While it is still possible to simply pump enemy robots with pellets and just move on, that is not the best use of your time. Mighty No. 9 seeks to offer a bit more of a visceral experience in combat, tasking players with weakening enemies with their blaster, then, when the enemy’s special Xel energy begins seeping out, Beck can charge into the enemy to dispatch them immediately and absorb the energy. Charging can be done to the left or right either on the ground and while airborne, and even straight down when in the air. Different foes also have different types of Xel that will give Beck a variety of temporary stat boosts as he absorbs them, such as an increase in running speed or the ability to shoot through enemies and obstacles. Players will also receive greater bonuses not only for charging enemies quickly after exposing their Xel, but also for blowing through multiple robots at once.
Fighting the boss of the demo stage, Battalion (otherwise known as Mighty No. 5), works much the same way. Battalion’s health bar appears at the bottom of the screen, and will slowly run out as Beck deals damage. Like the enemies that Beck fought along the way, Battalion’s Xel energy will become exposed after he has sustained enough damage. At this point, Beck must charge into Battalion, or else his Xel energy will be reabsorbed; regenerating his lost health. Charging into the boss while he’s in the state will permanently knock out the regenerating damage. As such, it appears as though boss battles will involve constantly jumping between avoiding the boss’s attacks, whittling down their health and blocking their ability to regenerate. At the end of the fight, Beck absorbs Battalion’s power, but, unfortunately, the demo ends at this point, so players are not given the opportunity to play around with any new powers.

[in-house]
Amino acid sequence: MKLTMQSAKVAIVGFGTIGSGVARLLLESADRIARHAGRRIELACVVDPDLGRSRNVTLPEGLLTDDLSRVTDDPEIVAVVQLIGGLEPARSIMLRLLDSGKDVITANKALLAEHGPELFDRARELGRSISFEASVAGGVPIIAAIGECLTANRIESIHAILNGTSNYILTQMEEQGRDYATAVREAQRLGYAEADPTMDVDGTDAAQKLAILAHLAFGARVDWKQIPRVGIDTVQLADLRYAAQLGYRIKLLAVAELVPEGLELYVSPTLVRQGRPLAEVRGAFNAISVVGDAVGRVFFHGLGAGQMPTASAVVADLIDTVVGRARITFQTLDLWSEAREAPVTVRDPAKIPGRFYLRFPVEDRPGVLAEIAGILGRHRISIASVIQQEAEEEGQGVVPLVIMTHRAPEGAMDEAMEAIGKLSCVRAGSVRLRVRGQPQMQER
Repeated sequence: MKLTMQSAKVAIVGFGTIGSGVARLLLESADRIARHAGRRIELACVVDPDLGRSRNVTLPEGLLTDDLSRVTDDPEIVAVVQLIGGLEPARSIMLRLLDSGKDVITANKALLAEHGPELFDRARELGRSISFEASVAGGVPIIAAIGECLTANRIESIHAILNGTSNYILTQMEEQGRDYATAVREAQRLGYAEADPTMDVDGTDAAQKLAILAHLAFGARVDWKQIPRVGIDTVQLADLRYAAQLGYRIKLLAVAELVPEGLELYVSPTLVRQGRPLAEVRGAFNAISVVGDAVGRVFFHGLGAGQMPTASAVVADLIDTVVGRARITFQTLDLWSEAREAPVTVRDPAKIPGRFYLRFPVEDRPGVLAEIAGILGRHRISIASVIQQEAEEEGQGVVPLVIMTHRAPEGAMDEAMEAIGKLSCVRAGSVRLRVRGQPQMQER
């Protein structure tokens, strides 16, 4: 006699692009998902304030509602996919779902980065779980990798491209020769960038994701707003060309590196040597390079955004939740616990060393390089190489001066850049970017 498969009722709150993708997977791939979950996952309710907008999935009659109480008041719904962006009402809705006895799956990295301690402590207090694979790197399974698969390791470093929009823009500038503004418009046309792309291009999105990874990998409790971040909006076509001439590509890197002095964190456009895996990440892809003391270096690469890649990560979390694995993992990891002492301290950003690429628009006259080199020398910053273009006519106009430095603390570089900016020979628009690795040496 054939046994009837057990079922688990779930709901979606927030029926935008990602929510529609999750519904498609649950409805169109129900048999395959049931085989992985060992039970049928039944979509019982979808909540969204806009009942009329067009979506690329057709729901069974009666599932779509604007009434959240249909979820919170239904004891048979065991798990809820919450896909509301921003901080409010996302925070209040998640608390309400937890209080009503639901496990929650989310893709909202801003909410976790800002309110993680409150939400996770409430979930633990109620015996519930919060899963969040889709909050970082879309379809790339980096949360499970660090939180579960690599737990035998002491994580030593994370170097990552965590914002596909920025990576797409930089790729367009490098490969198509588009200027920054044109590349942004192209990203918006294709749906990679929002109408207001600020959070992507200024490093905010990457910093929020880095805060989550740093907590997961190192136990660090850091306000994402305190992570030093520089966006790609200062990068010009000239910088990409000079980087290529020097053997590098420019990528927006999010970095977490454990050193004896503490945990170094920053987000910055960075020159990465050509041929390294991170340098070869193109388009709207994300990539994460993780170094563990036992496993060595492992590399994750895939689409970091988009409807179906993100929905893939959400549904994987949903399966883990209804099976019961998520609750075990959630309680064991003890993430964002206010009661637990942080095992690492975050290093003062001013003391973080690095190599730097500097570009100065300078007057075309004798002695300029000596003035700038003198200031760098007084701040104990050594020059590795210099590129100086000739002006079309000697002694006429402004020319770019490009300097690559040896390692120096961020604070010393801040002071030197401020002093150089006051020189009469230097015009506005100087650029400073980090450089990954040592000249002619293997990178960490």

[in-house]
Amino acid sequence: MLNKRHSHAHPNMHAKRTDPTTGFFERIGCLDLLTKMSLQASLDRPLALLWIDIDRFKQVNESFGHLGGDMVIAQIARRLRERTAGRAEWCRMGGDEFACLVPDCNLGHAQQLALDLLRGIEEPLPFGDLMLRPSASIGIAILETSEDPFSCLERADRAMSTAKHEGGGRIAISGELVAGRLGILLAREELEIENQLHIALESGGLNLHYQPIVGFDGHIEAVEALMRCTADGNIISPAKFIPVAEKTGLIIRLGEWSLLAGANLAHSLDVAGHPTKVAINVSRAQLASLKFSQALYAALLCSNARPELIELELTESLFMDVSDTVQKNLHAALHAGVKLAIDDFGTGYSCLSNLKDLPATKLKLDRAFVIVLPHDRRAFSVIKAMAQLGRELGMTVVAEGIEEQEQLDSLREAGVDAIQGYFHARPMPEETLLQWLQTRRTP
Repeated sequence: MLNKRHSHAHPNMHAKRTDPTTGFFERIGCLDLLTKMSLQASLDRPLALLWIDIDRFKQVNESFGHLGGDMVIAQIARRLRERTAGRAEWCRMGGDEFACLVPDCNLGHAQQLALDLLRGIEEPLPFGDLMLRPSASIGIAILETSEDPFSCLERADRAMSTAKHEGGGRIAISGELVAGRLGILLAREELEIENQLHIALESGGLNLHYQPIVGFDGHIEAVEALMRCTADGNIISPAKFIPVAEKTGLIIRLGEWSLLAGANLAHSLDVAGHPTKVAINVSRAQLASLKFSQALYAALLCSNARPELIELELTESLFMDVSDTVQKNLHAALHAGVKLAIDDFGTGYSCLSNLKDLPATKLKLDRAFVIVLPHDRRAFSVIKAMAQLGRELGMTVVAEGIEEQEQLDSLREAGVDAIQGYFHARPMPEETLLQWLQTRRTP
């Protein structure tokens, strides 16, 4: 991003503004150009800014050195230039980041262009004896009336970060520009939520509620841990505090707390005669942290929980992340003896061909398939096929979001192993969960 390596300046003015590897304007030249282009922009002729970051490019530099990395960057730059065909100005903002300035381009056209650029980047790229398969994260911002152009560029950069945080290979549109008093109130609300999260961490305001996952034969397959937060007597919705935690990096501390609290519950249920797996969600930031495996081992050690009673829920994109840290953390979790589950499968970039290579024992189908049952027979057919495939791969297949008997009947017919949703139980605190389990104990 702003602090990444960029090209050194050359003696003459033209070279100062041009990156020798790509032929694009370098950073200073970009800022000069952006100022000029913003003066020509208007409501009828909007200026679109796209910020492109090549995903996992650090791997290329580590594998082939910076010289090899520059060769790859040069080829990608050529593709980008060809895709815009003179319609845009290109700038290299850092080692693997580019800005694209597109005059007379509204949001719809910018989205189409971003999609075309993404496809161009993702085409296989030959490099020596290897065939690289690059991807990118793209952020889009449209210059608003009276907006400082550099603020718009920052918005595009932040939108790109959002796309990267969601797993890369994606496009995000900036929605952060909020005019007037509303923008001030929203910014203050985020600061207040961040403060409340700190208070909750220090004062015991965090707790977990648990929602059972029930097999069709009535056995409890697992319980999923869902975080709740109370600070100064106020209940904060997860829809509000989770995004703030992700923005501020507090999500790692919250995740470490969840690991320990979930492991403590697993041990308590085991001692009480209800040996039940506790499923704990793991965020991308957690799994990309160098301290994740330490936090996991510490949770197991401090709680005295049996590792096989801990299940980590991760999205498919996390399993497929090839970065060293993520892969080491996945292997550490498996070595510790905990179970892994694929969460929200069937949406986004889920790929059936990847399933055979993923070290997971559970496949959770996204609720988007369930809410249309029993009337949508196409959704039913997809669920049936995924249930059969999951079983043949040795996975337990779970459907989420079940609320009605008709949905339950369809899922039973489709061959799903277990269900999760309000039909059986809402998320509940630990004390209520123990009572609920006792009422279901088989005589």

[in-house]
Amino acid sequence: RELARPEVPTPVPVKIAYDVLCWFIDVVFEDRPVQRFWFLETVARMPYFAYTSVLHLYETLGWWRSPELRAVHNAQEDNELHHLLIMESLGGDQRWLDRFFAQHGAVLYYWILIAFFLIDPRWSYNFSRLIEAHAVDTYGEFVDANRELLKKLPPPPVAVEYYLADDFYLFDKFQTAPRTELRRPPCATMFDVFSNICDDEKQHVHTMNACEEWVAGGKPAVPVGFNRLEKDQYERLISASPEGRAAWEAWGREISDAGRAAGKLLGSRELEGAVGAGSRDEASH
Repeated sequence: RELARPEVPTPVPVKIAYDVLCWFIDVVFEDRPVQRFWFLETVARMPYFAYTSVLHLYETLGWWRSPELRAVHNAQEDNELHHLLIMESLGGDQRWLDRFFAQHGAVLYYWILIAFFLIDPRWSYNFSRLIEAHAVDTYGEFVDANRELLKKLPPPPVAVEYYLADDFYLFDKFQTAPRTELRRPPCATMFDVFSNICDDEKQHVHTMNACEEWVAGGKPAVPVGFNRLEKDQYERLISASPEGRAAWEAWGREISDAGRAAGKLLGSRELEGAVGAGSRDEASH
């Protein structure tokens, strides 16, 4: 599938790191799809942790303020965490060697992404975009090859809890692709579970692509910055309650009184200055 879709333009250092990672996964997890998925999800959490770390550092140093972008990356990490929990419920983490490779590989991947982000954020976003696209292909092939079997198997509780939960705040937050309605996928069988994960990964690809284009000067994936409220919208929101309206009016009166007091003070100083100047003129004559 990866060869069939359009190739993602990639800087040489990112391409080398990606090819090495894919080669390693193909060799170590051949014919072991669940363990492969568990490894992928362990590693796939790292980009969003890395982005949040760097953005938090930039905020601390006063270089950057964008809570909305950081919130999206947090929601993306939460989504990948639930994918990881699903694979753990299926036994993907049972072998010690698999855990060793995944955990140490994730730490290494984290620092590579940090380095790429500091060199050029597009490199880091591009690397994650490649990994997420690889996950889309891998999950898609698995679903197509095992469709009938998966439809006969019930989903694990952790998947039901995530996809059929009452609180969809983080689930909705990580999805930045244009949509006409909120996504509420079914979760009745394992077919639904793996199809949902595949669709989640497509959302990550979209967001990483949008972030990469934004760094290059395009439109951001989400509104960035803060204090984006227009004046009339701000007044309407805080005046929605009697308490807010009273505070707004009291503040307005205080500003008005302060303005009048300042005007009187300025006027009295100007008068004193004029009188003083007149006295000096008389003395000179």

It’s hard to judge Mighty No. 9 on its graphics very much at this point. As the game is still quite far from its full release, there is a noticeably lack of polish to the environments and characters. What was there, though, still did the job quite well. Explosion effects from shooting enemies and obstacles are nicely detailed, and I liked the way that particles of Xel energy would hover around vulnerable foes. There’s also a bit of physics programming involved, as some enemies will fall apart after taking enough damage, the pieces of which would then roll realistically to the ground. Plus, there’s a nice blur effect that occurs whenever Beck charges. It really all just makes me wonder what the finished product is going to look like after all the kinks are ironed out.
The sound, too, while fairly minimalistic at this point, still felt just right. The title screen, in particular, had a very distinct Mega Man X5 vibe to it. The sound effects also fit well with the setting. Beck’s blaster has a nice punch to it, and the clashing noise of charging into enemies is nicely metallic with a positive reinforcing sound effect that really makes you want to rack up as big a score as you can.
I was happy to be given the opportunity to try out Mighty No. 9, even at this early stage. It may be fairly bare-bones at this point, but it did a fantastic job of scratching that itch left behind by Mega Man withdrawal. It may seem like just a rehash of everyone’s favorite blue robot, but the new gameplay features and slightly heavier emphasis on story do a great job of making it feel unique. If this is just a fraction of the fun to be found in the final product, I think Mighty No. 9 is going to do just fine in the action platformer community. Definitely make sure to keep an eye out for this one when it releases in the spring of 2015.
ComceptImpressionsKeiji InafuneMighty No. 9PC